Despite our decades of experience with space observation, most of the knowledge we make our plans on is still mostly supposition. This is because something may make sense with the information we have, but the information we have was collected with previous, not-as-advanced technology. This makes information based on that incorrect on incomplete data also incorrect or incomplete, and so on, and so forth.
But occasionally we discover something that despite our previous theories can overturn everything we know about a subject. More specifically, Mars had water for a far longer time than believed. This discovery came pretty much accidentally, as a team of Arizona researchers was attempting to see what the red planet looked like before its pole shift.
Of course, this has huge implications for all future Mars missions, as according to the researchers involved in the study,
This study upsets our picture of the surface of Mars as it must have been 4 billion years ago, and modifies the timing of events profoundly. Generally, the longer you have large volumes of stable water on the planet, the more likely it is for life to arrive.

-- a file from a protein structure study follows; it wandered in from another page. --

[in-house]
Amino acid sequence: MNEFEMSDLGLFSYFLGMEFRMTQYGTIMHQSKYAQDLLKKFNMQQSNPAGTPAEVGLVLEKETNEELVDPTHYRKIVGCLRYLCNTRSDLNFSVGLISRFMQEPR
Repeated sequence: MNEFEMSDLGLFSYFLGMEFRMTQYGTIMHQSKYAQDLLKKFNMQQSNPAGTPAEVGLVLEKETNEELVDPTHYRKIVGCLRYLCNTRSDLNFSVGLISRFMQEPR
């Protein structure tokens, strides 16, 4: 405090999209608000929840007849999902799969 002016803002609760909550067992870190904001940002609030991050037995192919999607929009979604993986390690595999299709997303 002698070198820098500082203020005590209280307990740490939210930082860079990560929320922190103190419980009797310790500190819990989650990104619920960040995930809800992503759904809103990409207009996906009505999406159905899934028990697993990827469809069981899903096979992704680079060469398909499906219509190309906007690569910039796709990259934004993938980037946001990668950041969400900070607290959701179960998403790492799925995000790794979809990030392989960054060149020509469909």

By now you might be wondering about how this discovery came to be, so let me shed some light on that. Instead of setting out to find anything about water or life on Mars, the team of researchers simply wanted to see what Mars looked like in its youth, about a billion years after it was formed.
Doing this, the team realized that centripetal forces caused by a humongous volcanic region, Tharsis, caused the entire outer surface of the planet to shift about 20 degrees. It was basically the equivalent of turning the flesh of a peach around its pit, and it was all caused by the enormous volcanic region.
The true polar wander, as the event is called, was caused by the 2,500 miles across, 6 miles high volcanic region. It contains nine smaller volcanoes and three massive ones, all more than 100 times bigger than any found on Earth. It also contains a series of river beds and valleys similar to those on Earth.
By creating a computer simulation of what Mars might have looked like 3.7 billion years ago, before the formation of the volcanic region, the team discovered that the river valleys were still there even before the formation of the volcanoes.
This means that the volcanoes were not responsible for water reaching the area and that water was flowing from the cratered highlands in the southern hemisphere to the northern hemisphere’s low plains for far longer than it was currently believed – about half a billion years longer.
Image source: Wikimedia